The crisis in housing

We asked six leading experts to give their verdict on the events of 2011 in the key areas of public services, local economic development, civil society, poverty, sustainability and housing and suggest the way forward in 2012. In our fourth instalment, Brendan Nevin argues there’s a mismatch between the coalition government’s approach to housing and the social and economic reality on the ground

As the second year of the coalition government comes to a close the shape of its housing policies and the constraints of power are beginning to become evident. The comprehensive spending review in 2010 set out a radical course of action with housing been driven nationally by the Department for Work and Pensions through the reform of housing benefit (the largest housing budget) while the Department for Communities and Local Government reduced capital expenditure on new housing construction and renovation by 74%.

Increasingly, the management and development of new stock became a competence of local government, while housing welfare policy was still driven centrally. The whole of the coalition’s neo-liberal policy reform agenda was predicated on a belief that the largest public expenditure cuts in living memory would stimulate the economy to produce the biggest increase in private sector employment since the war. This rapid increase in private employment and wealth would, it was thought, provide the income for social need to be met through market-based transactions.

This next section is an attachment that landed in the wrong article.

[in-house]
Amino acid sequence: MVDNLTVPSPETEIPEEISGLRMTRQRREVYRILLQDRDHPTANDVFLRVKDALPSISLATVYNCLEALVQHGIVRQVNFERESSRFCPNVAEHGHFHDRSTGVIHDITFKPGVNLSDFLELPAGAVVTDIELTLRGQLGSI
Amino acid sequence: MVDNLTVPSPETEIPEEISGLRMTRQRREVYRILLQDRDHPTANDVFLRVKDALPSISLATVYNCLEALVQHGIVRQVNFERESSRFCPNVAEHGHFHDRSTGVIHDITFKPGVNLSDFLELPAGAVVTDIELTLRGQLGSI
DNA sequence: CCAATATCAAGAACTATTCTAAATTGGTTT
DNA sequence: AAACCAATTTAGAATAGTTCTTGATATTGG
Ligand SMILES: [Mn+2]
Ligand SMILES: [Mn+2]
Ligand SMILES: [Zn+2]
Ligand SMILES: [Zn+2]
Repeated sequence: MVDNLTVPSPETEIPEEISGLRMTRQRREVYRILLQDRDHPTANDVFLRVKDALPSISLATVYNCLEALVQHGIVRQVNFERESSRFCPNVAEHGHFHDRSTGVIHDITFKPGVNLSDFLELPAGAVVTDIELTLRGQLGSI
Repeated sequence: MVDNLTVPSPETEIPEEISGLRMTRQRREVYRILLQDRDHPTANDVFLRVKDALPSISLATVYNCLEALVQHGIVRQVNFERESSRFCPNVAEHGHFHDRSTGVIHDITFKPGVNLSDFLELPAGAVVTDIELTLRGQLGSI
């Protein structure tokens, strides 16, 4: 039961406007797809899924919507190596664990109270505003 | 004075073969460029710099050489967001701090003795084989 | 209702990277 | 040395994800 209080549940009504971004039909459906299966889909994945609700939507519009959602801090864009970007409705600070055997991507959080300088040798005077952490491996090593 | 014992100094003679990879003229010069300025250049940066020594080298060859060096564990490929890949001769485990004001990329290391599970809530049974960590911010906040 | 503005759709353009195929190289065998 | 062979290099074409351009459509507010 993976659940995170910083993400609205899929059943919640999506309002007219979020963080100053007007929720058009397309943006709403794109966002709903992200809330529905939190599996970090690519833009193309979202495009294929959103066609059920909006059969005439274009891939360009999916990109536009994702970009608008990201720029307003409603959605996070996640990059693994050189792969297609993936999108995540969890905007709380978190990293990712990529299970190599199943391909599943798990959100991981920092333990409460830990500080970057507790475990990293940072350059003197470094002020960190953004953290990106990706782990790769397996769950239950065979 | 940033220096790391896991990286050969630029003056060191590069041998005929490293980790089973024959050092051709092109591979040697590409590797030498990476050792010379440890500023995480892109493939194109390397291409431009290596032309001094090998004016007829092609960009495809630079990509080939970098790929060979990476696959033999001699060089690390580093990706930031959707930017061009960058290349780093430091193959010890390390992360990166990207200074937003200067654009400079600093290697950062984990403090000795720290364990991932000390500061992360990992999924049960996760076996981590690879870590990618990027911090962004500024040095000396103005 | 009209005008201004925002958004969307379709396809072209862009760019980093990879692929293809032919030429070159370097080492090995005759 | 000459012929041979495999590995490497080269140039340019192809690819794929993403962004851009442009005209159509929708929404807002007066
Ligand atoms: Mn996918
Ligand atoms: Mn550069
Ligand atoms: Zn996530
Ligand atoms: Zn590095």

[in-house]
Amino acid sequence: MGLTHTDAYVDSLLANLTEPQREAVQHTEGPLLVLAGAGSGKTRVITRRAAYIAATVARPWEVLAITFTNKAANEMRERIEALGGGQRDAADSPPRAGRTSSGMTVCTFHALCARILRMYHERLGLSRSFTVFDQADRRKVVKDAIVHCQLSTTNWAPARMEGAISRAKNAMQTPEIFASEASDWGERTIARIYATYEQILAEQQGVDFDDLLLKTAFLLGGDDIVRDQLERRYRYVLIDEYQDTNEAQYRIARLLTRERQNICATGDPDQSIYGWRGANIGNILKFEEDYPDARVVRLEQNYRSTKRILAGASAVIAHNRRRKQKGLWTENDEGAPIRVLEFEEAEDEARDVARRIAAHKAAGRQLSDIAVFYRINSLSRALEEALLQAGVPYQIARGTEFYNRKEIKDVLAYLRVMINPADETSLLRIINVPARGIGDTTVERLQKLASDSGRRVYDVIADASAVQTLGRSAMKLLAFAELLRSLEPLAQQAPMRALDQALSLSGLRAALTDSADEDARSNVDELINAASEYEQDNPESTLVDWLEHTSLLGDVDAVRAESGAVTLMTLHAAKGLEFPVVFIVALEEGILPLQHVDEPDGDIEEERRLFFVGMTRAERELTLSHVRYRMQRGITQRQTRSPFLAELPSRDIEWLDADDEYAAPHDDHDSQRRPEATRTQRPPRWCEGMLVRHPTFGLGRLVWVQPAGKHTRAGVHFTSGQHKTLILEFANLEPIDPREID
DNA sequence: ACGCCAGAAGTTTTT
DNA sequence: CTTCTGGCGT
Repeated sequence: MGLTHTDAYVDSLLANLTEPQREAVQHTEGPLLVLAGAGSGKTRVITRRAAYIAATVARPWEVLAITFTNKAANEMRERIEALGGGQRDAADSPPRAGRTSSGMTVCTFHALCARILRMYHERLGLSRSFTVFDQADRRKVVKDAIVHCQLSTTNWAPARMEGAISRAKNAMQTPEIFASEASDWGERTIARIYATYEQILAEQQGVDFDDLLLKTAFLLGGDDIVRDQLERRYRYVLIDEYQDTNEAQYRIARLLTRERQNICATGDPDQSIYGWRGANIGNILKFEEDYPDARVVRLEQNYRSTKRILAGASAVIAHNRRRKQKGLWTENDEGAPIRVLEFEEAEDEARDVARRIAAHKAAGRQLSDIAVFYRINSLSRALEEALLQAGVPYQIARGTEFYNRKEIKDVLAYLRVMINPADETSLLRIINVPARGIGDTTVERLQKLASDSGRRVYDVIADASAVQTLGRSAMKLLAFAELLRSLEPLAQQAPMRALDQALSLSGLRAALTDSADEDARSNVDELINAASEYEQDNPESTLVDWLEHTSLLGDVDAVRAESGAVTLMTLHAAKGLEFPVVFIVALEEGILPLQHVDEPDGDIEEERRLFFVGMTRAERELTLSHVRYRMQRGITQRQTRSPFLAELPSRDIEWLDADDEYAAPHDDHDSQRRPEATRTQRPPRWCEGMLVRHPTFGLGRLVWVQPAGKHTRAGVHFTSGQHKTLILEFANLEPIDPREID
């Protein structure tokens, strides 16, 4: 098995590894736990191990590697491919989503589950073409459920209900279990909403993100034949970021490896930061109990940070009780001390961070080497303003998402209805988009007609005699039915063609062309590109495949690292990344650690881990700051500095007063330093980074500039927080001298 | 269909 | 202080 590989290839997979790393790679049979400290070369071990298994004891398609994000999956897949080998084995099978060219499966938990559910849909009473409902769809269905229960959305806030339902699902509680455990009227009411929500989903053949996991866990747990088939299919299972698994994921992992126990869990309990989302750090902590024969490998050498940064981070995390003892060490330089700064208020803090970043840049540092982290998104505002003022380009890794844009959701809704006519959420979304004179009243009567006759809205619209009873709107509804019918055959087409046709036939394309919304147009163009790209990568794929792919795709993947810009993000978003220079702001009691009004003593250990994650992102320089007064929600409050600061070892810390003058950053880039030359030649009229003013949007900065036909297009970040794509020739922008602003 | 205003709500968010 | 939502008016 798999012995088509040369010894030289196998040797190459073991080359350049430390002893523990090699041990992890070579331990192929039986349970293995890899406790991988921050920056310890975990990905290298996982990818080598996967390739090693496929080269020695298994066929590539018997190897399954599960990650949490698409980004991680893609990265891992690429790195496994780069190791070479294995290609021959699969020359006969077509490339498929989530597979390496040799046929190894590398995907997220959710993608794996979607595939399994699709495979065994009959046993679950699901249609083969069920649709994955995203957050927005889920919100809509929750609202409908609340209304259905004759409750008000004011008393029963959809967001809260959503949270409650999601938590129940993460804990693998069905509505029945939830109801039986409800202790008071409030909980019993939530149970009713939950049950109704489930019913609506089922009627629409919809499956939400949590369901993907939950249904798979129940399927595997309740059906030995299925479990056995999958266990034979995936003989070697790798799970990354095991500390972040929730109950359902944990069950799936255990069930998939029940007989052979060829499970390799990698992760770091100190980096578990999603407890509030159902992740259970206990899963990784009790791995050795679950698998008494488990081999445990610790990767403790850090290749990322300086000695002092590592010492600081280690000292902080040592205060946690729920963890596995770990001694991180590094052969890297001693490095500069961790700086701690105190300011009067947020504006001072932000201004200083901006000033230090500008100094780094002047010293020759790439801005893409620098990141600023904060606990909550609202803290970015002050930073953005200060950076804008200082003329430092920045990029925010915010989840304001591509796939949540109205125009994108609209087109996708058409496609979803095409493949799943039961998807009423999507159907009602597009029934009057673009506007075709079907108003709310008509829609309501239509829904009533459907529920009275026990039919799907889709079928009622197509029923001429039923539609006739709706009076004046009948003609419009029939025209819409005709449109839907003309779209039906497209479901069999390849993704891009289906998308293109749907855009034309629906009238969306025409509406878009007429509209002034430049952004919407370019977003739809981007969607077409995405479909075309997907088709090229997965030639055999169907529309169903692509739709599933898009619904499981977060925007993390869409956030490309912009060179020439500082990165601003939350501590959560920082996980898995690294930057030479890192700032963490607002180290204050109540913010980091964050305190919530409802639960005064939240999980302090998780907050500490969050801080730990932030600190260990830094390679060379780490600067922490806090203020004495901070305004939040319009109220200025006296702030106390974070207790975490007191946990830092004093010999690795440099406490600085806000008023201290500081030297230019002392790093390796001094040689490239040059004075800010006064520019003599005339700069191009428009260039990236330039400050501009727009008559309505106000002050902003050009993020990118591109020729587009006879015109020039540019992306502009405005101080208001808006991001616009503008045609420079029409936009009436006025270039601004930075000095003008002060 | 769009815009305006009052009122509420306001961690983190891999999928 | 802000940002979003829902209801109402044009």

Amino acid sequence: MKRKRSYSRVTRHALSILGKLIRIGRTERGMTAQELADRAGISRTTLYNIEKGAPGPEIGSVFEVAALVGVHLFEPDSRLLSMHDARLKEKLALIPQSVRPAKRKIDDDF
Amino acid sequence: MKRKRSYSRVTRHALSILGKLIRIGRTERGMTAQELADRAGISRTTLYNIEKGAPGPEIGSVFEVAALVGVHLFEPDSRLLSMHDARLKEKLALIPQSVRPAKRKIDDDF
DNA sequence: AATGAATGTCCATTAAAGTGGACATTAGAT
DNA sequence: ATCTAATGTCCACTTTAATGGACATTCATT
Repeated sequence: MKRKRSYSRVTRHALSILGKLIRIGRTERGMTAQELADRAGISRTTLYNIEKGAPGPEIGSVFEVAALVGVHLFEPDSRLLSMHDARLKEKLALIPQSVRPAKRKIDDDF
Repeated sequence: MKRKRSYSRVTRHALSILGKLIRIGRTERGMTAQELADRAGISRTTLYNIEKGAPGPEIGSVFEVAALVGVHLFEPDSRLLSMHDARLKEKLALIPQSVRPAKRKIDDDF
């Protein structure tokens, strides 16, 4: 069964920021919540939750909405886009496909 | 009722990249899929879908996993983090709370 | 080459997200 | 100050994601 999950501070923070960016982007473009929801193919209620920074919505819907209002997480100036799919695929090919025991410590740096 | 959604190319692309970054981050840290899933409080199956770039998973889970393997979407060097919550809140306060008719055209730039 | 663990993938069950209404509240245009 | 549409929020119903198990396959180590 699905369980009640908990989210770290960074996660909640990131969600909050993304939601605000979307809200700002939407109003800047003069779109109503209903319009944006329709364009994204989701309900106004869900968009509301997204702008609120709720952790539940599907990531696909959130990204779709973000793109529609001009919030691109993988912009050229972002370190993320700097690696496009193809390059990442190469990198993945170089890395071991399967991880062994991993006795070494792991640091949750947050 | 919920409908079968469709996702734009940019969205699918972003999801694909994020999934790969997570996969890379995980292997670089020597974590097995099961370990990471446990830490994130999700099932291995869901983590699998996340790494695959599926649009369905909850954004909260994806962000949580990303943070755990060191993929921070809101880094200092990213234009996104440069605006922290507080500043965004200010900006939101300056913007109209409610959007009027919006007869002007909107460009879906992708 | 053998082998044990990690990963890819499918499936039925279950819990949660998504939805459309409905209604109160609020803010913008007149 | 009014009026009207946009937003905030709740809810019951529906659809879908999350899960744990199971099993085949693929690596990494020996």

Sadly, in the real world, fiscal retrenchment has taken the UK to the brink of a second recession and, as a result, further public expenditure cuts have been programmed in to 2017.

The Institute of Fiscal Studies noted that after the measures announced by the chancellor in the autumn statement, real median net household income in 2015-16 is forecast to be lower than in 2002-3. In these circumstances it is inconceivable that the housing market will recover within this time period, with a resulting increase in the backlog of housing need.

When a recovery does finally occur, new supply is unlikely to respond quickly and therefore prices will rise rapidly again as real incomes recover. There are signs that the penny has dropped with the Treasury team and, amid signs of desperation, revenue is being shifted to capital expenditure to stimulate housing and economic development.

The much-trumpeted national housing strategy for England only contained £400m of resources from the £3bn that was removed from the budget this year. However, there’s a high degree of symbolism attached to a government which wishes to divest itself of responsibility for housing investment and has to produce a document to convince the public it is doing something in the face of crisis.

Of more significance was the publication of the National Infrastructure Plan, which sets out how public and private sector resources will be invested to stimulate growth by strengthening supply side measures. As the economic crisis intensifies we should expect to see more resources invested in this plan as the government sharpens its focus on stimulating growth and retrenches from welfare spending.